Why is a Van Gogh Painting Worth Millions While a Replica is Worthless?
An Exploration of Assets and the Qualities that Make them Valuable
Predating even the most ancient civilizations, the act of directly trading goods or services has long been a cornerstone of societies globally (and is still the predominant means of exchange in certain regions today).
From weapons and armor to cattle and spices, to internet forums facilitating trades between individuals, the barter system’s millenia of success cannot possibly be understated. However, there are certain limitations — notably, the age-old problem of divisibility and liquidity: Bob has a rare piece of art, and wishes to obtain a new pair of shoes from Alice. The art can’t be divided into pieces, and it’s unlikely that Bob would want a mountain of shoes (assuming Alice could provide them in the first place). This example works on the assumption that Alice even has any interest in the piece of art — it’s entirely possible that Bob would be unable to find a buyer in his proximity.
It’s therefore in the interests of individuals to hold easily divisible, transportable and scare assets (in line with the Aristotelian desirable properties of money), so that goods and services can be easily paid for. It’s perhaps for this reason that we’ve seen the proliferation of grain and salt as currency in earlier centuries. These notions are heavily inline with the concepts put forth by commentators from the Austrian school of economics (Hayek, Mises, et al.), who firmly believe that value should derive from the market and not stem from government decree.
At the opposite end of the spectrum are those who believe that central banks and government fiat lies at the center of the economy, and that government spending is key to boosting the economy (often relying on GDP as a measure of prosperity). So-called Keynesian proponents (named after noted economist John Maynard Keynes) delegate their trust to the government and its monetary policy, opposing the notion that scarcity drives value.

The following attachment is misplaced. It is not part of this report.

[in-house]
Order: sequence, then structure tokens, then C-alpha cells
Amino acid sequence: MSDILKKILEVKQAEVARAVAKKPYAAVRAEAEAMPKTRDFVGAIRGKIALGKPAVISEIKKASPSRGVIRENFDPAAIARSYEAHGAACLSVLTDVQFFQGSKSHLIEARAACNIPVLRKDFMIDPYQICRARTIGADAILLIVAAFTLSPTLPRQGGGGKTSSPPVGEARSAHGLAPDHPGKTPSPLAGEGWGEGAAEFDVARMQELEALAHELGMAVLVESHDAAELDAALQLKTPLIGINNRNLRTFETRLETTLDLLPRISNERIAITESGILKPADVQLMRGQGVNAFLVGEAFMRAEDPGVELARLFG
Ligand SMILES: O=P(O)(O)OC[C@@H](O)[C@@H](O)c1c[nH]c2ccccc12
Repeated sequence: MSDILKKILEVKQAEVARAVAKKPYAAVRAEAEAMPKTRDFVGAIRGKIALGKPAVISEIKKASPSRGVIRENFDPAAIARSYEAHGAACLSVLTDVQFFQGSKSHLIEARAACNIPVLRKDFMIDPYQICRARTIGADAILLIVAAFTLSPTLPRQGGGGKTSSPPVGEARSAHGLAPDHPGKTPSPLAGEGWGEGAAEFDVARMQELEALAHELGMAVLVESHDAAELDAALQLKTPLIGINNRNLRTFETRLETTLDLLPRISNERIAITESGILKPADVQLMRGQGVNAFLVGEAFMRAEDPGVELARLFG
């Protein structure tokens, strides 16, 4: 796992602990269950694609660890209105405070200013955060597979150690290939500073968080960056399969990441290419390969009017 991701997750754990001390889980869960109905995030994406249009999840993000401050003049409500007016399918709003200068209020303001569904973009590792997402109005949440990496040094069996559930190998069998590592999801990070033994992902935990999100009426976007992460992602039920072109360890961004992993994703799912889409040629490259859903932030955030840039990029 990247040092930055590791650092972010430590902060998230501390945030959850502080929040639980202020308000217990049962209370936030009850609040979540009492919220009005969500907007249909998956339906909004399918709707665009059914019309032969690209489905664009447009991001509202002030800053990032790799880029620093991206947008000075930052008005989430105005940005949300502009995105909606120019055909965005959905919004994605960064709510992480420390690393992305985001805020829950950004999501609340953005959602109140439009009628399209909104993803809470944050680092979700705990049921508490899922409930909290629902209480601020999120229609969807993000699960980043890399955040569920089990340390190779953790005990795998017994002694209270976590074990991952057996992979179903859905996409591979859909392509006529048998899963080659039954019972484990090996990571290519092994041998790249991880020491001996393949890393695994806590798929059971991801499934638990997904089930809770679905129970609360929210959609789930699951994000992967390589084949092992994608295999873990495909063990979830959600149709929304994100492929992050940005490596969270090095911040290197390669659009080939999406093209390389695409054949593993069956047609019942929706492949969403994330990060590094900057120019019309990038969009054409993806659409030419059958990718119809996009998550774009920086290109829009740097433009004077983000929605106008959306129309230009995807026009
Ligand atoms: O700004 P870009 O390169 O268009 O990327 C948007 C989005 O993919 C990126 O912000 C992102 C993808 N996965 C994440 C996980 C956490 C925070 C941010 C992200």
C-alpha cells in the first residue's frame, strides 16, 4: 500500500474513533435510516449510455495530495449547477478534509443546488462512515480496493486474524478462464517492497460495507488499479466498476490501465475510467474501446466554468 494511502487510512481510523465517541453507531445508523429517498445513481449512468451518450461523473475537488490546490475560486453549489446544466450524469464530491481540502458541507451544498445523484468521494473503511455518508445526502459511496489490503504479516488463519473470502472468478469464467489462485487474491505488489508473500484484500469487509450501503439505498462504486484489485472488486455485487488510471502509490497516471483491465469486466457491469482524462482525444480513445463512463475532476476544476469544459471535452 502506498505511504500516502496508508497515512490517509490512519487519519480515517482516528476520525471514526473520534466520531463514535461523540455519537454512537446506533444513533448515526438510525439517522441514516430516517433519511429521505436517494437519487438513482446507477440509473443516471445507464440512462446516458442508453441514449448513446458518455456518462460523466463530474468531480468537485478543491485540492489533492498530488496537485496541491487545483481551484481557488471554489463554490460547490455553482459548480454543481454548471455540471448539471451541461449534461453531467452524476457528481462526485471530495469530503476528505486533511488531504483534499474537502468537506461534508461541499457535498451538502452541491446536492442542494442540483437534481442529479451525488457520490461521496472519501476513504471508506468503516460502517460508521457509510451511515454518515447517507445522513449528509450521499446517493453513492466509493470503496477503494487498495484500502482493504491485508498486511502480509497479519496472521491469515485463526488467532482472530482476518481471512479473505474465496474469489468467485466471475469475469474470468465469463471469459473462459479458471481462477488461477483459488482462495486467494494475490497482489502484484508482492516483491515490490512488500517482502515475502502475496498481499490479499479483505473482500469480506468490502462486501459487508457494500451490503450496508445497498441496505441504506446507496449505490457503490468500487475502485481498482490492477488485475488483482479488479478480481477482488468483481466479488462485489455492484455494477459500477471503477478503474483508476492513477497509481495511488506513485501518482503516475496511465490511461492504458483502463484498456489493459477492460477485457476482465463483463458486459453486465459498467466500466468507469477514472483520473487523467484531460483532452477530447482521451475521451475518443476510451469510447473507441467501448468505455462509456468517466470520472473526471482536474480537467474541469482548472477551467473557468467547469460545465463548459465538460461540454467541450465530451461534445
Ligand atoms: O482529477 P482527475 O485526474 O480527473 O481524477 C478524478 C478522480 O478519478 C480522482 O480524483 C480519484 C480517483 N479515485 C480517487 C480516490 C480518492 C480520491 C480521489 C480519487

If decades of heated academic debate on the matter have taught us anything, it’s that there’s probably a middle ground, with both perspectives containing desirable elements. Evidently, there’s merit in both a money whose value stems from the market’s demand (such as wampum, shells or gold) and a centrally-issued money that exists solely to facilitate trade (dollars or euros), backed by a large centralized overseer.
There’s a lot of comparisons that can be drawn between the Austrian school concepts and the emerging security token domain — although not an altogether novel idea (after all, the tokenization of securities is merely a cyber-spatial realization of existing rights), the tethering of physical assets to blockchain tokens could turbocharge the liquidity of traditionally illiquid assets, providing transparent and clear records of ownership and opening up otherwise geographically-limited markets to the rest of the world. Moreover, there’s a certain degree of stability that can be expected from security tokens (versus tokens backed by nothing), which stems from the market value of the underlying asset.
Fundamentally, value can be perceived as two things — fiat, whose value is outlined by a government (or equivalent), and alternative assets, whose value is determined by the free market. In the interest of hedging, it’s wise to recognise the value in both, and to diversify one’s portfolio accordingly. For our part, the OpenFinance team aims to educate and provide individuals with the tools to do both so as to ensure their financial sovereignty.
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Juan M. Hernandez is the Founder and CEO of OpenFinance Network, the trading platform for security tokens and other alternative assets. Juan is a serial entrepreneur, technologist, and polymath experienced in financial markets, exchanges, and blockchain technology. He holds a CS degree from Northwestern University and an MBA from the Kellogg Graduate School of Management.
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